Do you know what a W-4 is?

In another post I discussed that some taxpayers noticed much smaller refunds (or none at all) for the 2018 tax year just ended. While there’s not exactly an app for that . . . your friends at the IRS have re-designed the tax form which determines the amount of federal tax with held from your paycheck.

This is not a tax form you file with IRS - you file the W-4 Form with your employer. The last time you’ve probably seen one of these is when you started your current job - you have to fill them out to be added to a US payroll. If you haven’t filled a new one out since the tax law change of 2017 (effective 2018) and you would like to have a larger refund, or if you had to pay when filing, you should get with your HR folks and do that. The new W-4 won’t will be released later this year and won’t be effective until tax year 2020. But you can adjust your withholding on the old one - for the rest of the 2019 tax year. You will definitely want to update when the new Form W-4 is published. If you’re employer does not ask you to fill out a new W-4, ask them.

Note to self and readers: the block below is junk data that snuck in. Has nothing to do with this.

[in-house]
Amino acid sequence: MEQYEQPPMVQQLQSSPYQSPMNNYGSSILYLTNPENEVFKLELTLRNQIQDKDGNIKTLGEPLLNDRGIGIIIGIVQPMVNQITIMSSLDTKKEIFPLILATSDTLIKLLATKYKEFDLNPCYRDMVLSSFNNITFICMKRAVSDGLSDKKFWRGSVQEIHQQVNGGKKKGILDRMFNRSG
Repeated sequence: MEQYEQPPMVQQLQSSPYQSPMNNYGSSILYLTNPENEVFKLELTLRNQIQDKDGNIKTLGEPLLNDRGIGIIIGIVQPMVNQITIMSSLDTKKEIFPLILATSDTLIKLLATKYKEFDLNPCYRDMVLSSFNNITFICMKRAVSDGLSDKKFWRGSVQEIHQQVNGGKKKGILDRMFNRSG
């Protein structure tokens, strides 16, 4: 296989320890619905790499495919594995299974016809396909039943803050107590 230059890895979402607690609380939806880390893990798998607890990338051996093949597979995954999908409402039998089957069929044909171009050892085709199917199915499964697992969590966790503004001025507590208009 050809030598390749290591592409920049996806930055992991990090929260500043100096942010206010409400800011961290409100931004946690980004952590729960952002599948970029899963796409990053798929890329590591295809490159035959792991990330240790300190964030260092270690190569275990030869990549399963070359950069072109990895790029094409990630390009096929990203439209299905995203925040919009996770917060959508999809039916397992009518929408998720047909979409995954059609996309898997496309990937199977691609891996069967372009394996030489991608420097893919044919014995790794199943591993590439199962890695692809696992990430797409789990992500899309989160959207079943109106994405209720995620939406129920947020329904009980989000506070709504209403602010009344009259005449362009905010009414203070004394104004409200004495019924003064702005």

HINT: This is not a W-4

HINT: This is not a W-4

What’s new about the new Form W-4? “The new design reduces the form's complexity and increases the transparency and accuracy of the withholding system," according to a Treasury Department fact sheet. "While it uses the same underlying information as the old design, it replaces complicated worksheets with more straightforward questions that make accurate withholding easier for employees."

I’ll withhold judgment on whether the finalized form is actually less complex. IRS always say that about ‘improved’ form but it’s seldom true. But the updated form W-4 it will definitely comport more closely with the new tax law than the old form.

The IRS (and me) encourage all workers to check their withholding using an online calculator so they aren't surprised next year with their refund size. It IS NOT too late to adjust your withholding for this year.

Average refunds were smaller this year and the IRS sent out about $7.5 billion less in refunds this year.